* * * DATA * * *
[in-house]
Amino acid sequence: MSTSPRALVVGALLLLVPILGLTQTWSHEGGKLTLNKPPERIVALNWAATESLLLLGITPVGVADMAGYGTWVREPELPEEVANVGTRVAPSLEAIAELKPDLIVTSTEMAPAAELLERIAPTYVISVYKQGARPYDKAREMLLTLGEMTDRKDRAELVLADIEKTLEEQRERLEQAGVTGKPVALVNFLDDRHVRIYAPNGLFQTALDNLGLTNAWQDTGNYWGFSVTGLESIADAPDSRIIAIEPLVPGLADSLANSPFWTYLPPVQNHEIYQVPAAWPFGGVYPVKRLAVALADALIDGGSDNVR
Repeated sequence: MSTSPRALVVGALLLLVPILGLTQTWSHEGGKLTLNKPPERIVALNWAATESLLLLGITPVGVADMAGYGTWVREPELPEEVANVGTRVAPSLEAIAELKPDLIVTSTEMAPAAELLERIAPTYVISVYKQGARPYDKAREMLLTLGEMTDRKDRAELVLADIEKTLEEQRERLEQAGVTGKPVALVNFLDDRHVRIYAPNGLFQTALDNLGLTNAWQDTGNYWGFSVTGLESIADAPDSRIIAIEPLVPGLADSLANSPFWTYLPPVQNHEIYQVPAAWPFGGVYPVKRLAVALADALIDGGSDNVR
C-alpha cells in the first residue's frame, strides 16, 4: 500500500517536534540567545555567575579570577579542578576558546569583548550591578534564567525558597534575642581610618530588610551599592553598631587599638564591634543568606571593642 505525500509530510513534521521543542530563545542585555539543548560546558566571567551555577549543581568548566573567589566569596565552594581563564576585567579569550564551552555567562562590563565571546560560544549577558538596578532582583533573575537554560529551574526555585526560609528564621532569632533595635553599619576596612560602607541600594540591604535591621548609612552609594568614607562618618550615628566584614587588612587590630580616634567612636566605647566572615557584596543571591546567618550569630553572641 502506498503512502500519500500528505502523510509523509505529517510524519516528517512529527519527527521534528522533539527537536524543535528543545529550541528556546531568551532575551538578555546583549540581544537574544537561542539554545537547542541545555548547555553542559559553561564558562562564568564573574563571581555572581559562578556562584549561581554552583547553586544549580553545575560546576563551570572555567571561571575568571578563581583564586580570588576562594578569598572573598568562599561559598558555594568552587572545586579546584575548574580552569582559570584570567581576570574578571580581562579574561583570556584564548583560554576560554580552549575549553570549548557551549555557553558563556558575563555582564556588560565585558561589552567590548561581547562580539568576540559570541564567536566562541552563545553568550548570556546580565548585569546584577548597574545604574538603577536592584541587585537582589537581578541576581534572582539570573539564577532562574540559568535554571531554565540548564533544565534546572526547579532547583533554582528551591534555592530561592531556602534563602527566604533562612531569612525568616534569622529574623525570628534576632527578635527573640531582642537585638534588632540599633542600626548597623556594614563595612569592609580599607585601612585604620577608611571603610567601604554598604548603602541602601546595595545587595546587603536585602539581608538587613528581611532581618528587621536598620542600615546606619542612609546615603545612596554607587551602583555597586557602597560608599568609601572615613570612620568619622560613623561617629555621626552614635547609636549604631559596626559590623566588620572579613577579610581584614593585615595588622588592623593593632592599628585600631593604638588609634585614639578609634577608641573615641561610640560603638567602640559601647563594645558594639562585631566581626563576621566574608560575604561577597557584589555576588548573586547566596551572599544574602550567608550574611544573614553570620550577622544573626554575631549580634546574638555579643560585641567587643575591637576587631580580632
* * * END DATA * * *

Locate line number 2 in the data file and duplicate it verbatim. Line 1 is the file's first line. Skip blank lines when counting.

Amino acid sequence: MSTSPRALVVGALLLLVPILGLTQTWSHEGGKLTLNKPPERIVALNWAATESLLLLGITPVGVADMAGYGTWVREPELPEEVANVGTRVAPSLEAIAELKPDLIVTSTEMAPAAELLERIAPTYVISVYKQGARPYDKAREMLLTLGEMTDRKDRAELVLADIEKTLEEQRERLEQAGVTGKPVALVNFLDDRHVRIYAPNGLFQTALDNLGLTNAWQDTGNYWGFSVTGLESIADAPDSRIIAIEPLVPGLADSLANSPFWTYLPPVQNHEIYQVPAAWPFGGVYPVKRLAVALADALIDGGSDNVR